Voters in Beverly Hills, the epitome of wealth and luxury, have narrowly rejected a proposal by Bernard Arnault’s LVMH to build an ultra-exclusive hotel on Rodeo Drive.
The surprising result late on Friday was a setback for Arnault, the world’s richest person, who had chosen Beverly Hills as the first US location for his luxury hotel group. LVMH, which recently became the first European company to reach a $500bn market valuation, splashed out nearly $2.9mn on its campaign to gain approval in the ballot.
The Cheval Blanc hotel proposal was approved by city officials last year. However it ran into opposition by a powerful union that represented 32,000 hotel and other hospitality workers in southern California. The group gathered enough signatures to trigger a referendum election to decide whether the project should go ahead.
The union argued that the development agreement did not set aside provisions for affordable housing in Beverly Hills, where few hotels or domestic workers could afford to live. Beverly Hills, an independent city of about 32,000 people in LA county, has a median household income of more than $100,000.
Opposition also came from a group of residents who criticized the scale of the planned hotel, saying it would tower over neighboring buildings and worsen traffic congestion.
“We oppose the monolithic Cheval Blanc Hotel project because it is just too big and tall for our village,” said leaflets distributed by Residents Against Overdevelopment, which said its mission was to “preserve the quality of life in Beverly Hills”.
LVMH argued that the hotel development would generate about $780mn over the next 30 years in tax revenues for Beverly Hills. As part of the deal, the company also agreed to contribute $26mn to the city’s budget and another $2mn earmarked for arts and culture.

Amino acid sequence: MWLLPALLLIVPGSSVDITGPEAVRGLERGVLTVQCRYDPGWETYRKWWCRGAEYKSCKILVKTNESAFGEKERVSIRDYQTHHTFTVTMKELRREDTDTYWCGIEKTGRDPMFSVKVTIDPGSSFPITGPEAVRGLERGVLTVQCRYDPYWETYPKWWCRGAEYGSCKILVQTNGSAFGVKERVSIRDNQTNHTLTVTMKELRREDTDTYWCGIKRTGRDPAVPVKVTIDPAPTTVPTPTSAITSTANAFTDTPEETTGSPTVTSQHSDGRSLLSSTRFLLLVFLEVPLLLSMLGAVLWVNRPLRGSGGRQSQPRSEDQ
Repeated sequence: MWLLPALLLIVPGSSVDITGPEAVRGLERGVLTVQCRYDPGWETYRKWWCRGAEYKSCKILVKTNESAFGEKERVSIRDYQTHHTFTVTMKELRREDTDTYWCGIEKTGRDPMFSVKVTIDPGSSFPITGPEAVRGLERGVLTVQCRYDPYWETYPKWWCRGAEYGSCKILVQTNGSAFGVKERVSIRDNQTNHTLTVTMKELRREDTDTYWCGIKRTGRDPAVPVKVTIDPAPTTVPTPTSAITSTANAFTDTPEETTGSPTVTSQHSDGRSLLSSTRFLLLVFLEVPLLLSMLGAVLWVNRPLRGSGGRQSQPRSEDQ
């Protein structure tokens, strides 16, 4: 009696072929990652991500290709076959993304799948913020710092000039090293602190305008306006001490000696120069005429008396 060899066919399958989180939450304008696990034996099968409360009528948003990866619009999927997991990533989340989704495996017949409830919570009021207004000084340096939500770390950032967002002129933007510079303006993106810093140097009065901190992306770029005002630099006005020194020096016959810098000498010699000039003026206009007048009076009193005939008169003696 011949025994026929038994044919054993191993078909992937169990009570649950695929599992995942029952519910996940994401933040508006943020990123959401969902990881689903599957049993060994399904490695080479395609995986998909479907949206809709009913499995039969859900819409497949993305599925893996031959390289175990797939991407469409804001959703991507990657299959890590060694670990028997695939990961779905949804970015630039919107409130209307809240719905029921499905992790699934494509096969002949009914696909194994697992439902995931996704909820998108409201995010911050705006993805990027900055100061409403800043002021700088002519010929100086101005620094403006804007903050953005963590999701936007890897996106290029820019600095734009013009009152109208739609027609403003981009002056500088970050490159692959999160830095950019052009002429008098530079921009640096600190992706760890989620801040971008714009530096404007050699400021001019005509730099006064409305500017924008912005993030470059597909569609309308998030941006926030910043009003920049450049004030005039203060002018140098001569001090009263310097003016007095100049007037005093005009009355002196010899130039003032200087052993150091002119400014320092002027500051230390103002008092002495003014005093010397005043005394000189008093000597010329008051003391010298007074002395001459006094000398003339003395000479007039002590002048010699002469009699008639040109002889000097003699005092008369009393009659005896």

“I’m devastated,” said Andy Licht, who oversaw the approval of the Cheval Blanc project as chair of the Beverly Hills planning commission. “It’s a terrible decision.”
A few votes remained to be counted, but the group backed by LVMH to campaign for approval acknowledged late on Friday that it was unlikely to pass.
“If the final vote count confirms the voters’ rejection of our project, we will respect the outcome, and will not bring the hotel project back in any form,” said a statement released by the group, the Yes on B&C Campaign, so named for the letters on the ballot proposal.
Designed by the New York architect Peter Marino, who also oversaw LVMH’s lavish refurbishment of jeweler Tiffany & Co’s flagship store in New York, the Beverly Hills Cheval Blanc represented the group’s latest expansion into the luxury hospitality industry. Plans for the 115-room hotel include space for a 500-member private club, along with high-end restaurants and retail shops.
LVMH is expected to retain ownership of the property and has the option to develop it for other uses, including retail or office space.
Still, it denies the company a chance to capitalize on the growing appetite for high-end hospitality and experiences with a project in Beverly Hills. LVMH and its rivals have poured money into the hospitality sector in recent years, and analysts expect it will be one of the fastest-growing areas in luxury in the coming years.
In 2022, the luxury hospitality market more than doubled in value year-on-year to €191bn despite remaining below its pre-pandemic peak, according to consultancy Bain.
Arnault established the first of the Cheval Blanc hotels in the ski resort of Courchevel in 2006. The high-end chain has now grown to include locations from Paris to the Maldives. In 2018, the group announced it had bought hospitality group Belmond for $3.2bn, which came with a luxury travel portfolio ranging from high-end hotels to the Orient Express train service.
The deal bolstered LVMH’s hospitality portfolio that already included Cheval Blanc and Bulgari Hotels and Resorts. The segment that includes LVMH’s hospitality businesses accounted for only a small proportion of the group’s record €79bn in revenues last year, but after taking a hit during lockdowns it has rebounded strongly since the pandemic.